JOHOR BARU: The Johor health authorities are closely monitoring the monkeypox infection in Singapore following a case in the island republic involving a Nigerian national.
The authorities were keeping an eye on the situation across the Causeway, said State Health, Culture and Heritage Committee chairman Mohd Khuzzan Abu Bakar.
He added that the Health Department had also been told to monitor health clinics for any patient who showed signs of the monkeypox.
“People should not panic because we found that human infection from monkeypox is rare and it is mainly through the digestion of infected bush meats such as
monkeys, rodents and bats,” he said.
Common symptoms of the disease are fever, headache, muscle ache, backache, swollen lymph nodes and a skin rash.
It was reported that Singapore has confirmed one imported case of monkeypox infection involving a Nigerian national who arrived at the island republic last month to attend a workshop.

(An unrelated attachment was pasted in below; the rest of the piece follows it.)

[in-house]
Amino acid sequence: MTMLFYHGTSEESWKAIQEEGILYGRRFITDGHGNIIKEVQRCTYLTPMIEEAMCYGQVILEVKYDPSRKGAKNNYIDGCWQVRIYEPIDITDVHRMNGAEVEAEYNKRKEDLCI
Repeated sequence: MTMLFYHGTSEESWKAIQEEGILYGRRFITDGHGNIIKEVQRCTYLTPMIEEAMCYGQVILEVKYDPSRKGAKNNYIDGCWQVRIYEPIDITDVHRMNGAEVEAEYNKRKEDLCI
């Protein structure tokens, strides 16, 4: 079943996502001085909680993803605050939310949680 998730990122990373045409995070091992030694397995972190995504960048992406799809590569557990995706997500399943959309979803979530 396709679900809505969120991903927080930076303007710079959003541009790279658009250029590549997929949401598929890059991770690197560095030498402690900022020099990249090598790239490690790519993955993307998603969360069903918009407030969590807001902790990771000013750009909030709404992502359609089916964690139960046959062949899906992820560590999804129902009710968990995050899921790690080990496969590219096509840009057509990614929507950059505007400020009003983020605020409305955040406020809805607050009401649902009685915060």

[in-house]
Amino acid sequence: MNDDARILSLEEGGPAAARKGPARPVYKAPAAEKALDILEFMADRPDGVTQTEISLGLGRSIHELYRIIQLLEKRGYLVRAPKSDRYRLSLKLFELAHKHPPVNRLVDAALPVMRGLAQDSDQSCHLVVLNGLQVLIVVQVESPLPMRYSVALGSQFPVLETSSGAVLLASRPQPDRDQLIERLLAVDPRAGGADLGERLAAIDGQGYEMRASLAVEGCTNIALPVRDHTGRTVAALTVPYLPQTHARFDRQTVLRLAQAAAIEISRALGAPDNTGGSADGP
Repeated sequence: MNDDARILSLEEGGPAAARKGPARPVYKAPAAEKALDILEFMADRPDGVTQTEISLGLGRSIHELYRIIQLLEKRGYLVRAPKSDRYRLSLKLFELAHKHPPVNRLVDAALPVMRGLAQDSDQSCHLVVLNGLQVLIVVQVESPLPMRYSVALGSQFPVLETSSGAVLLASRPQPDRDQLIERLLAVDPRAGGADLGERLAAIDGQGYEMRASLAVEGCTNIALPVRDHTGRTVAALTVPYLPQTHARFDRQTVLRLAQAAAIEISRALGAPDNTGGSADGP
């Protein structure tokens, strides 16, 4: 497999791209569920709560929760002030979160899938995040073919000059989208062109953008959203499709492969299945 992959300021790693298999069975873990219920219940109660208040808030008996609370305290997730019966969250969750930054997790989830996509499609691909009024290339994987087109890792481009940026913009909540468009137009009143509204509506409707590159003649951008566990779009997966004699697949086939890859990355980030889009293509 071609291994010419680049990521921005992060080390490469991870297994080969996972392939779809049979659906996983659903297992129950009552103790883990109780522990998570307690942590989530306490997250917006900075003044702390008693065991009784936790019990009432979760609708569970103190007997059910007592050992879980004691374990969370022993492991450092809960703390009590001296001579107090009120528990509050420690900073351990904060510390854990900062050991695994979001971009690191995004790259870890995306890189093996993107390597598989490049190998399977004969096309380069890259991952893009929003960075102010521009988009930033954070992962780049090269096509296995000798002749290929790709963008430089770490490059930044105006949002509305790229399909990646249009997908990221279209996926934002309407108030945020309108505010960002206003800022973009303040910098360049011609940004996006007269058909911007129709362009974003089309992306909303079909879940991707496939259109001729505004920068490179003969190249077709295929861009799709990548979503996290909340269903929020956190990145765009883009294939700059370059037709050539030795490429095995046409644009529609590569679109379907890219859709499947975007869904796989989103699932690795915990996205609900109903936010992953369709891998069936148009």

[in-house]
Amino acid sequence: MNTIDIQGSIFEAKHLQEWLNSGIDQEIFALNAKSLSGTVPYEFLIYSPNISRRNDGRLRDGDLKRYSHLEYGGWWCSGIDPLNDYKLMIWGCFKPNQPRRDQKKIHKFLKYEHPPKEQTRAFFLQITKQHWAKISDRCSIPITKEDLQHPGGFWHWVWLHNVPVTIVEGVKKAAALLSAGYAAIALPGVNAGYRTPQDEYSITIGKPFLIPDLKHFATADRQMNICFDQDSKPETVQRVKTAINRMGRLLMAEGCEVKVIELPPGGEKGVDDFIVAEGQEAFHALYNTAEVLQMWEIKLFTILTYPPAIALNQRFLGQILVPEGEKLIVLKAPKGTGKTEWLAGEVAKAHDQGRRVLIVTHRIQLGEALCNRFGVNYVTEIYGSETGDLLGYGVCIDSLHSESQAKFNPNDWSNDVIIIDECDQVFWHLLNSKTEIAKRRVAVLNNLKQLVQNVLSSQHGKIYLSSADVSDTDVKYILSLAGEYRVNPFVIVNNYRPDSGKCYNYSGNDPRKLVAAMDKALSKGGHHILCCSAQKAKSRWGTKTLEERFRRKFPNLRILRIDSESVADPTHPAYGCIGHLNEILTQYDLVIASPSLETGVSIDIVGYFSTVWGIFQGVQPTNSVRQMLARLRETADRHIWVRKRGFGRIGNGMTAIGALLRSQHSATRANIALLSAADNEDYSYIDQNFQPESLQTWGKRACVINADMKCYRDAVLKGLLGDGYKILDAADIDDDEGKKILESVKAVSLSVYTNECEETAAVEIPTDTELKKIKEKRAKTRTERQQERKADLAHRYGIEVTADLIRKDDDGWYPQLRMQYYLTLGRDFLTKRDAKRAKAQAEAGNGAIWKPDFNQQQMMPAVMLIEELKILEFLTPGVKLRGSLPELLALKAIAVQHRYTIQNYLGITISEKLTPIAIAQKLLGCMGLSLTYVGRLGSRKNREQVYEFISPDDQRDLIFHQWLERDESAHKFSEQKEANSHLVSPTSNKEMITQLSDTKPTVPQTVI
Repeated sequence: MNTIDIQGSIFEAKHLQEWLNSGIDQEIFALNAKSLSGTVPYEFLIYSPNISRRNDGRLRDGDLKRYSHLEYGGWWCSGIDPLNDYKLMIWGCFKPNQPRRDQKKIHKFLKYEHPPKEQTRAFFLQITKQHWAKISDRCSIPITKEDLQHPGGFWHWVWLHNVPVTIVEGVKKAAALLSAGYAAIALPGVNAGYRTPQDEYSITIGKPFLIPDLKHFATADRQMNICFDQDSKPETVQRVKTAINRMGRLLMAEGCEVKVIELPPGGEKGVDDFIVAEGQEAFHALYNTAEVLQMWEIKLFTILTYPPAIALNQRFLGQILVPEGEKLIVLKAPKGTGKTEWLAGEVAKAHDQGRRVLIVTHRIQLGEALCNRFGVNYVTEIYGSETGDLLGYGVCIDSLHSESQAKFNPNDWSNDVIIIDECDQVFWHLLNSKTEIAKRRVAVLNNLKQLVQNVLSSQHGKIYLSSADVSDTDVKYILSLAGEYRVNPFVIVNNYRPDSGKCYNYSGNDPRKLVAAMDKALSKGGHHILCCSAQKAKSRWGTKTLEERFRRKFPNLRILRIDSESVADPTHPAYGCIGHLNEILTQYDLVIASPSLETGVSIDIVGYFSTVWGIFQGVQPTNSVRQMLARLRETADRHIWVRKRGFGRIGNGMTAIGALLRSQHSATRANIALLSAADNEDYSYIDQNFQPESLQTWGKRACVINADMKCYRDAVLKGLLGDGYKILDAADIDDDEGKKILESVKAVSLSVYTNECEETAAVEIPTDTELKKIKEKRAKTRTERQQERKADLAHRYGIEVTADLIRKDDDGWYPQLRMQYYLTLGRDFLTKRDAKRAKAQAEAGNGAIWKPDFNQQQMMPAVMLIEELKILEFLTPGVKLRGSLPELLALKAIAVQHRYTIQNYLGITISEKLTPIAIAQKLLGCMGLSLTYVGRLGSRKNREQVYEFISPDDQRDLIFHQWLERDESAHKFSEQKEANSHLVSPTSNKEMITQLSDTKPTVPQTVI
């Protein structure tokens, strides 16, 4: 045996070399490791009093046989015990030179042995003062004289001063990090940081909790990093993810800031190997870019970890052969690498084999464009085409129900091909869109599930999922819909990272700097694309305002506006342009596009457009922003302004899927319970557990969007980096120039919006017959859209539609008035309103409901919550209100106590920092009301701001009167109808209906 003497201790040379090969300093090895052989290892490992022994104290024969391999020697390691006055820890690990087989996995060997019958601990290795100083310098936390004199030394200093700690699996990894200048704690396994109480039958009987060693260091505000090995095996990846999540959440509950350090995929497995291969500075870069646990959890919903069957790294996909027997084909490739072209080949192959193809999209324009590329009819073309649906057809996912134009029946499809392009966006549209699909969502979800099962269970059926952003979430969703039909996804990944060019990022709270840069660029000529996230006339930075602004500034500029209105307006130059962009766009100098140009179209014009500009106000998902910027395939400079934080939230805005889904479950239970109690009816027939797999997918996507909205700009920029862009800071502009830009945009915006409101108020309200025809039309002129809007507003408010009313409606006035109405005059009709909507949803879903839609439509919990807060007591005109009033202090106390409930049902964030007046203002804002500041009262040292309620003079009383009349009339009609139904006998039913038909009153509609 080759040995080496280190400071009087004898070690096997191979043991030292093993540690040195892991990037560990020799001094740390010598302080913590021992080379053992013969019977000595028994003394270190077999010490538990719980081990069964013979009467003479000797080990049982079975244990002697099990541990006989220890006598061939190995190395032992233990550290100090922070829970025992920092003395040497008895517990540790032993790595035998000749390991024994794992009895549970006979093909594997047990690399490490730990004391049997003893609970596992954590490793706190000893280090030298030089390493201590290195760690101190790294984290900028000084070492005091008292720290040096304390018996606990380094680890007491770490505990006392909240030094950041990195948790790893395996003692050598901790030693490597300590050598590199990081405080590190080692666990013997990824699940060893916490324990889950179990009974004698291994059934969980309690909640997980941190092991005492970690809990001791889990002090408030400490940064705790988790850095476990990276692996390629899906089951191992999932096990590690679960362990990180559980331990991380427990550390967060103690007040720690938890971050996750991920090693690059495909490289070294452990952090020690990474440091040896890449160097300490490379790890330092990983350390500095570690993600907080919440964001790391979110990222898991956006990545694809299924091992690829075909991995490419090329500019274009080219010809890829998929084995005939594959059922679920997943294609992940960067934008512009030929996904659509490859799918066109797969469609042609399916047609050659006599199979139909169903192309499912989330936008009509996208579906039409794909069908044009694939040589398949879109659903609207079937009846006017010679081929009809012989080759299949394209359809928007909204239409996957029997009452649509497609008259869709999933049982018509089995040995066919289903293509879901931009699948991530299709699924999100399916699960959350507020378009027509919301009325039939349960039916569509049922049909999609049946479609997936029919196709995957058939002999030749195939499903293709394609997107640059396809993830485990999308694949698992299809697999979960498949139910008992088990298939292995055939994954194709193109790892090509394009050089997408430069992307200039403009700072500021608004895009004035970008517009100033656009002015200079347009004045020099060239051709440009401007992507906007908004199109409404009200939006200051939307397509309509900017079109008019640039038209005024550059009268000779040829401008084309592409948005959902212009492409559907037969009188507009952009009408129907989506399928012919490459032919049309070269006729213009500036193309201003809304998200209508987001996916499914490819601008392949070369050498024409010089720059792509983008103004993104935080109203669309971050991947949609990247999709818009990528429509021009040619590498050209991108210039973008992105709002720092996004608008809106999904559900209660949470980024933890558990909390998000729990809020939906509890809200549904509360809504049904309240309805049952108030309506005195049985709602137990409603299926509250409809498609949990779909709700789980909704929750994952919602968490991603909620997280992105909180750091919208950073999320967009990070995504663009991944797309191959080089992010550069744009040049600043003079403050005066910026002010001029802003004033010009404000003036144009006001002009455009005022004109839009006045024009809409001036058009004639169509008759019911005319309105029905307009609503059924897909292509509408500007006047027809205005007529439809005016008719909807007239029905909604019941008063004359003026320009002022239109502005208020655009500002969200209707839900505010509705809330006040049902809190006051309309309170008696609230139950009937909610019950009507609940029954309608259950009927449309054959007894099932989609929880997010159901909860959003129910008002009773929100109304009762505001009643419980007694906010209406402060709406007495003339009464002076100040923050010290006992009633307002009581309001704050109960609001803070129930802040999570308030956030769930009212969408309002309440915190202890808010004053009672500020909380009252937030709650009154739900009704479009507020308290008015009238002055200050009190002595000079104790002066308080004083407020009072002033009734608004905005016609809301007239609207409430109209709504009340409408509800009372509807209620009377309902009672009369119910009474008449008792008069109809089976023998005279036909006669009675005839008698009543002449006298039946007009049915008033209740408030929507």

The 38-year-old man tested positive for the rare viral disease, which is primarily transmitted to humans from animals, on Wednesday, said its Health Ministry.
He is now in an isolation ward at the National Centre for Infectious Diseases.
The patient is in stable condition.
Before coming to Singapore, the man attended a wedding in Nigeria where he might have consumed bush meat.
Bush meat, the meat of wild animals hunted and sold for food, is a source of protein in some parts of Africa where meat from domesticated animals is scarce or expensive.
In a statement, Singapore’s health ministry said monkeypox was usually self-limiting, with most patients recovering within two to three weeks.
It said that transmission of the disease between humans was possible but limited, as a person is infectious only when he has symptoms, particularly a skin rash.
The ministry has identified the people who had come into close contact with the man, including 18 participants and trainers who attended the same workshop, one worker at the workshop venue and four hotel staff members.
Most of them have been placed under quarantine as a precautionary measure.